Friday, 24 June 2011

Sectarian violence on the streets of East Belfast

The cracks beneath the surface in the peace process were once again exposed on the streets of East Belfast last night in the second night of serious sectarian rioting. A UVF led mob numbering in the 100's has been engaged in attacks on catholic homes at the edge of the Short Strand.  This is the reality of a peace dividend which has failed to deliver to working-class communities and stands in stark contrast to suburbia only 5 miles away which produced golf champion Rory McElroy.


Is there any surprise that we still continue to have serious outbreaks of sectarian rioting, with communities living in fear, when we have a sectarian carve up in the Stormont assembly?  This from the same regime that is imposing a vicious wave of attacks on workers rights and conditions in the form of cut-backs and privatisation.  Until we begin to collectively tackle the causes of division at a grassroots level, and the psychological and physical scars which continue to haunt working people, last nights violence will only recreate it.

All the avaliable evidence suggests that last nights violence did not occur in a vacuum.  While there have been ongoing anti-social sectarian attacks from elements within both communities, yesterday was the result of tensions within loyalism, leading to an organised and vicious assault by the Loyalist UVF on the ‘nationalist’ enclave of Short Strand. This invasion was rightly resisted by the youth of the area who where defending their homes and families as the PSNI stepped aside. Everyone should be allowed to live free from sectarian harrassment and intimidation. We must also reject the cul-da-sac of armed republicanism who seeks to capitalise and replace the vaccuum of policing as the new defenders of the catholic working-class.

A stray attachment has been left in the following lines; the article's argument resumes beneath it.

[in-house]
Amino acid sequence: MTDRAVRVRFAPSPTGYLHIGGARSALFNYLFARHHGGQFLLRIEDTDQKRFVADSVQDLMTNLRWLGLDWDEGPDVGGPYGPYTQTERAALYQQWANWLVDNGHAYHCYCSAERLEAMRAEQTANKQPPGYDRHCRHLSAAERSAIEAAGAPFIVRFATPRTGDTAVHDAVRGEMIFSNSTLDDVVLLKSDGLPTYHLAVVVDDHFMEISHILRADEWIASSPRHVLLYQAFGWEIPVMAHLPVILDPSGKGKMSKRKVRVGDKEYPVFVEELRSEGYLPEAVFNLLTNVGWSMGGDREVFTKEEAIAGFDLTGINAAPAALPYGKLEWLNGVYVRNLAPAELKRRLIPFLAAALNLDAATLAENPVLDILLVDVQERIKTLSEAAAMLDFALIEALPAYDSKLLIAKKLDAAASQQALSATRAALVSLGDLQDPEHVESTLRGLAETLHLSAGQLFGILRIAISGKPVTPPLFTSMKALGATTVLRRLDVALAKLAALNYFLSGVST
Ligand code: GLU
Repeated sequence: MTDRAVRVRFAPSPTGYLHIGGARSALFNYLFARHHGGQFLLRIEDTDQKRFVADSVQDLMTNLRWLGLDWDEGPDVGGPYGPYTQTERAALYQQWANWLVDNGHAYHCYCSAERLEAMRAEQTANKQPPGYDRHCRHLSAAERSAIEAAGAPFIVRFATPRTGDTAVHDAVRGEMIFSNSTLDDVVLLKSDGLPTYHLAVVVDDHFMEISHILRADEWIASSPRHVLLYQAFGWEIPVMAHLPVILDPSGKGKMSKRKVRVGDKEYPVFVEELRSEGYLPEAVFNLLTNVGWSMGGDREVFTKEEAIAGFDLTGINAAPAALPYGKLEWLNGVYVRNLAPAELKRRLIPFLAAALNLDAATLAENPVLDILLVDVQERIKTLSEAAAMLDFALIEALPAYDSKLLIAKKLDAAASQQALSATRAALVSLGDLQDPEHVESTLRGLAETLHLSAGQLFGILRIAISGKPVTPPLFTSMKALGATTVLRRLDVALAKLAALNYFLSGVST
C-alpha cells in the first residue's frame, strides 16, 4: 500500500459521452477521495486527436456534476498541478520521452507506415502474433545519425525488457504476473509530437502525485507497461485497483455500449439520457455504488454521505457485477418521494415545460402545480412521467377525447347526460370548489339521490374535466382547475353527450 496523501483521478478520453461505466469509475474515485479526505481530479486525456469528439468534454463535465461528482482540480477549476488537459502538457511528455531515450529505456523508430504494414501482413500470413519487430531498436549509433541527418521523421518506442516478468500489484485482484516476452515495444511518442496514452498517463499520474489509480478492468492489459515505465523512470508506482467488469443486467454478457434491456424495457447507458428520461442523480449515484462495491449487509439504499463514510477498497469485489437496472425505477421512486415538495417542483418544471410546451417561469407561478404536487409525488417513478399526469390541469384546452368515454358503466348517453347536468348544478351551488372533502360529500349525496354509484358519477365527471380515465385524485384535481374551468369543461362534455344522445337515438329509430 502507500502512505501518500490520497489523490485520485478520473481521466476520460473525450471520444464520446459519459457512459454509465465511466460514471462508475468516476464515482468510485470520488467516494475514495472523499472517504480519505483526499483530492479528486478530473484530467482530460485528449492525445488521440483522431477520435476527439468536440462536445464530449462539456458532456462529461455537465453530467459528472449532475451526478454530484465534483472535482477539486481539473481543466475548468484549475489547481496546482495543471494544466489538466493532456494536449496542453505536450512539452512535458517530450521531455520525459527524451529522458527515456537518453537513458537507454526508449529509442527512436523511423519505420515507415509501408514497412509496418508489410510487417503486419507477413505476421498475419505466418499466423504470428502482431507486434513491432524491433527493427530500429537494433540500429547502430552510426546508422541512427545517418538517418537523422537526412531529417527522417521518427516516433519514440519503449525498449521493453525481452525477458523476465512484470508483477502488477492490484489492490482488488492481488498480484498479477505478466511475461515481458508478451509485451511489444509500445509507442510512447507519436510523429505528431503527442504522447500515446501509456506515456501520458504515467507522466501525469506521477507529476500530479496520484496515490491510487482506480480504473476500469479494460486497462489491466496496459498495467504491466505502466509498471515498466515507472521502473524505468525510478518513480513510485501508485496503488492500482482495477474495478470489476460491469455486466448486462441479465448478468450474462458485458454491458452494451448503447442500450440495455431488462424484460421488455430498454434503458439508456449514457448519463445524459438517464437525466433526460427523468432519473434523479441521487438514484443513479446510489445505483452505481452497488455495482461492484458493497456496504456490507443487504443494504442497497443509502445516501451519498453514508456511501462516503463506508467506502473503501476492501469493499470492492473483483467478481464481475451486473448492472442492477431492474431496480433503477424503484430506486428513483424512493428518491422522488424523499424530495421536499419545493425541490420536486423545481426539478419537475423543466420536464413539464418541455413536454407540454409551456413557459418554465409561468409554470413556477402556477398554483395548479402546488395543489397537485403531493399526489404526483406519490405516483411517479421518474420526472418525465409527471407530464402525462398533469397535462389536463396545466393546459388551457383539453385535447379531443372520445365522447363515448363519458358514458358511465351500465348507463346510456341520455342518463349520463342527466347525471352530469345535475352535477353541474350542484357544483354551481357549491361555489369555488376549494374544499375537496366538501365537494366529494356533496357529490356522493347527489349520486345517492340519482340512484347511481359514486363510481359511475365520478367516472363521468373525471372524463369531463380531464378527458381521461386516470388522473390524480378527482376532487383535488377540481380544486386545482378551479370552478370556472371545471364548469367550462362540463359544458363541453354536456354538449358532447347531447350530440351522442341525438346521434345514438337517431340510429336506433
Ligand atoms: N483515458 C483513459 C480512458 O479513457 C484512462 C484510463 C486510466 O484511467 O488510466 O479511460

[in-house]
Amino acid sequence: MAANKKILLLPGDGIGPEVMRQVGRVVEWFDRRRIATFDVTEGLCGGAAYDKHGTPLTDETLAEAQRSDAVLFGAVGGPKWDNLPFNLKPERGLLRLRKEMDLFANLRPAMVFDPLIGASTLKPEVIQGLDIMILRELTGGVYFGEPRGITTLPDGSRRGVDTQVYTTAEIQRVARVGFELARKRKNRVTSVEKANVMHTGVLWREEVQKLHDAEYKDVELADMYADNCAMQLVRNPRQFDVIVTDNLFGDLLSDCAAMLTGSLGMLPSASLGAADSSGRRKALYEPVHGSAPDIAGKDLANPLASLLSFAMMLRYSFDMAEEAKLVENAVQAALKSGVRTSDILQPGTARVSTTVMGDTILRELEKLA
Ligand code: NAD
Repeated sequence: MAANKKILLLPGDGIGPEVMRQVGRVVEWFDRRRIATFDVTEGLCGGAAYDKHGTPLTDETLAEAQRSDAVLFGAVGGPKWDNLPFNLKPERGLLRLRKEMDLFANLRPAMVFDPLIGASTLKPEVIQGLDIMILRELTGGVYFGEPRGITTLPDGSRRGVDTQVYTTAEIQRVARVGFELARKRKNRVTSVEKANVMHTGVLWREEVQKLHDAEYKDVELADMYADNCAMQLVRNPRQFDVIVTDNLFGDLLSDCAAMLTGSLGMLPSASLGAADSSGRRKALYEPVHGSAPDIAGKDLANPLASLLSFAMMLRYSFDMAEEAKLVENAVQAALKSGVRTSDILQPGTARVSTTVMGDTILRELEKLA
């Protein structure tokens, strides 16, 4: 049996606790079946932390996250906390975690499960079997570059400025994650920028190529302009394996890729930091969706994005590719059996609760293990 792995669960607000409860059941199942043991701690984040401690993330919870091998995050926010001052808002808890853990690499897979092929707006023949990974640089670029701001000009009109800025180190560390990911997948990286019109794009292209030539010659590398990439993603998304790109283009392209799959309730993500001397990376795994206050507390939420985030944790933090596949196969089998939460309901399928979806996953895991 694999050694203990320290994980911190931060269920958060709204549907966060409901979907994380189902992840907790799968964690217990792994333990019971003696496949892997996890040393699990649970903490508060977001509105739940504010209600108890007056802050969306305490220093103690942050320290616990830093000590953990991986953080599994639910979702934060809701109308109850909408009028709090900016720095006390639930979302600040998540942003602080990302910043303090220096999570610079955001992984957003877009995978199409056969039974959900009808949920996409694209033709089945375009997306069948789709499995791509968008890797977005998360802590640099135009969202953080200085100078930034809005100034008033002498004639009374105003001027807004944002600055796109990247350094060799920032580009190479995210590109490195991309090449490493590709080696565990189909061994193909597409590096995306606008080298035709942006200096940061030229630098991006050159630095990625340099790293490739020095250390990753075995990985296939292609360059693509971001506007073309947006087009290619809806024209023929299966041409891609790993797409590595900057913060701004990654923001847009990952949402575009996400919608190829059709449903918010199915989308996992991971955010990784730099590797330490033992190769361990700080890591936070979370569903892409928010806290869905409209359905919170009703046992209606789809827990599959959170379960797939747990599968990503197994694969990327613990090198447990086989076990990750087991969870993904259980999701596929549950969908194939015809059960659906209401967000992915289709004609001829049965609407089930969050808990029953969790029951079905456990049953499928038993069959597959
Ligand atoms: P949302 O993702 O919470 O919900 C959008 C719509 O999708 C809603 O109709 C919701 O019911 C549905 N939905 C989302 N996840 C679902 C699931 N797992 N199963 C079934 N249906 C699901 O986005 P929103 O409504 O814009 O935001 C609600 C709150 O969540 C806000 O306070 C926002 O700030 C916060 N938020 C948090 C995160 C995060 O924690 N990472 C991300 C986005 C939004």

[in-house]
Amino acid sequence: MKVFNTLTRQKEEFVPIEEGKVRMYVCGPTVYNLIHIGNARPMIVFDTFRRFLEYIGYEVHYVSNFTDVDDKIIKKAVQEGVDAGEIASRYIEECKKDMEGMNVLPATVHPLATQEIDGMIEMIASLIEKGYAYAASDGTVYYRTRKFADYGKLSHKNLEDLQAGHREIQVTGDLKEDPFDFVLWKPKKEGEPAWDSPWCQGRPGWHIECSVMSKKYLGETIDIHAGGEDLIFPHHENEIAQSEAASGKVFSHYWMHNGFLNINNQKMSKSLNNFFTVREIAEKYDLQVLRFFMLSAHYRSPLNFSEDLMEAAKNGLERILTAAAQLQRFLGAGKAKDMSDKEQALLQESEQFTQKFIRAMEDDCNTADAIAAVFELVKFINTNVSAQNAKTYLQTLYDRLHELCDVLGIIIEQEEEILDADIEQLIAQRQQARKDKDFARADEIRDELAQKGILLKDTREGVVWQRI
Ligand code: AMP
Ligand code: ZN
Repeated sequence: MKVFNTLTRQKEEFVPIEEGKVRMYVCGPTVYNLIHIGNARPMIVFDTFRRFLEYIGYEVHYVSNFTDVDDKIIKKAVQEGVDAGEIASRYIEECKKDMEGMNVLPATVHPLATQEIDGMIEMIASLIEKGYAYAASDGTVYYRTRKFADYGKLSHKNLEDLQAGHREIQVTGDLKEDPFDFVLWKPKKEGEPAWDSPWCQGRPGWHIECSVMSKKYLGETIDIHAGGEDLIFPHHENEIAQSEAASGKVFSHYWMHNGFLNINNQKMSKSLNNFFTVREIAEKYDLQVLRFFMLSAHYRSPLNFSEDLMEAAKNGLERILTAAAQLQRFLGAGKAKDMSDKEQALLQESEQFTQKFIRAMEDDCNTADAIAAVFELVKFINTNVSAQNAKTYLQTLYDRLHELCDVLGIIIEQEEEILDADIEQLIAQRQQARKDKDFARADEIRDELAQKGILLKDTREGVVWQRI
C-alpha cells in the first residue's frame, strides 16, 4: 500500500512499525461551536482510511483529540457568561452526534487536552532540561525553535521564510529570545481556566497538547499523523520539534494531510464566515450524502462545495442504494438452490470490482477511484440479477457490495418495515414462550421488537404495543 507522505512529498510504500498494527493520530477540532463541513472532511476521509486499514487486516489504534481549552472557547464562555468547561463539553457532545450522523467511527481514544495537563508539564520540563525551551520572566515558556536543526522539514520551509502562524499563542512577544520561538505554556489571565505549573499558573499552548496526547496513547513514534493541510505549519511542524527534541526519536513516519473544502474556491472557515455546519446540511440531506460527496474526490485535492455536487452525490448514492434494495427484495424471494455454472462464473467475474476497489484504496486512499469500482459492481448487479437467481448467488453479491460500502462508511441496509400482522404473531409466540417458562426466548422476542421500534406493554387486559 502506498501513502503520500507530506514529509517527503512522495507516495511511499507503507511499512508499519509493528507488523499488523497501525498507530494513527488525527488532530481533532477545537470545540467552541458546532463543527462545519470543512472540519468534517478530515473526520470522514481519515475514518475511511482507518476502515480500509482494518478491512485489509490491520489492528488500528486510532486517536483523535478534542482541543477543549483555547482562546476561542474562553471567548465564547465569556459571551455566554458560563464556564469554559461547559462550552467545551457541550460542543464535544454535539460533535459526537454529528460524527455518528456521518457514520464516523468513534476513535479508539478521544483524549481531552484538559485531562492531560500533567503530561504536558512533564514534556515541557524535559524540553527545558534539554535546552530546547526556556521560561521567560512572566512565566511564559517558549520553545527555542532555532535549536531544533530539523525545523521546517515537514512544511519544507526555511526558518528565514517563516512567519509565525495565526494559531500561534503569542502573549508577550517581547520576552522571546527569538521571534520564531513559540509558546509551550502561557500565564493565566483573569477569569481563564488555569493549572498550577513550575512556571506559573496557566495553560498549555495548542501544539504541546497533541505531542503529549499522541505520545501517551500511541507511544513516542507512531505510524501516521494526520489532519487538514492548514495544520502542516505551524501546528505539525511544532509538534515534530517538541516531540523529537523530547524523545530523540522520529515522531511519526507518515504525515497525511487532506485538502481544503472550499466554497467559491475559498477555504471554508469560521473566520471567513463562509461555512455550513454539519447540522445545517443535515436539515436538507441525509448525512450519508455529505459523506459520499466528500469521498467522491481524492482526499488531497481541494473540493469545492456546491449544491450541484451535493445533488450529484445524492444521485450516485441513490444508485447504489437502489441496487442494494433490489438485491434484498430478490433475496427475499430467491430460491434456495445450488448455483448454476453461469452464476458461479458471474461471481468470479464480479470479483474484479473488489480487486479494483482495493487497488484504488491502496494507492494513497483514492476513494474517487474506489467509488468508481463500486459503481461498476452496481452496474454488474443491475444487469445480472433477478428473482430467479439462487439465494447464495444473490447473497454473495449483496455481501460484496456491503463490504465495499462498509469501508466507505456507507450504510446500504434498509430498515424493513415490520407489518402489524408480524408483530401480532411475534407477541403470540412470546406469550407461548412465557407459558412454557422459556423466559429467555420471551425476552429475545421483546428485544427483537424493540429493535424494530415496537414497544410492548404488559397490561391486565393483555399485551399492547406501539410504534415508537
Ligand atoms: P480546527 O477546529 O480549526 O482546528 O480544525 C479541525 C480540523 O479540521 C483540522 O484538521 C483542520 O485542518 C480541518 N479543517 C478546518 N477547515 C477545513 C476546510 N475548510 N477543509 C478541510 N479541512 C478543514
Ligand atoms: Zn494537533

In recent week’s, the true colours of loyalism have re-emerged with the re-painting of murals with loyalist gunmen in response to an alleged cut in funding. This is reflecting a wider frustration and a feeling of alienation within the protestant working class that is not new.  It is the nature of the peace-process and Good Friday Agreement which entrenches and thrives on legitimising sectarianism for its very survival which is the problem.
We see this in the concept of a providing a 'parity of esteem' where organisations such as the Orange Order which entrench sectaranism and division are awarded funding for cosmetic exercises such as the Orangefest festival.  This agenda at the heart of the peace process does nothing to address the causes of the conflict but rather provides a smokescreen where class antagonisms and grievances are mediated and replaced by either a Irish or British identity.

The future is bleak in the North until we begin to seriously tackle the forces of sectarianism and the dead end politics of nationalism and unionism which pervades every section of northern society. We need to channel our anger not against each other but against the rich and powerful within our society who benefit from our division.
The left and wider workers movement needs to step up to the mark, instead of sitting on the fence afraid of offending one side of the other. Anarchists need to be on the forefront of opposing sectarianism and state oppression by providing a strategy which mobilises workers to defend their interests and work towards a libertarian communist society.  The choice is clear!

WORDS: Sean Matthews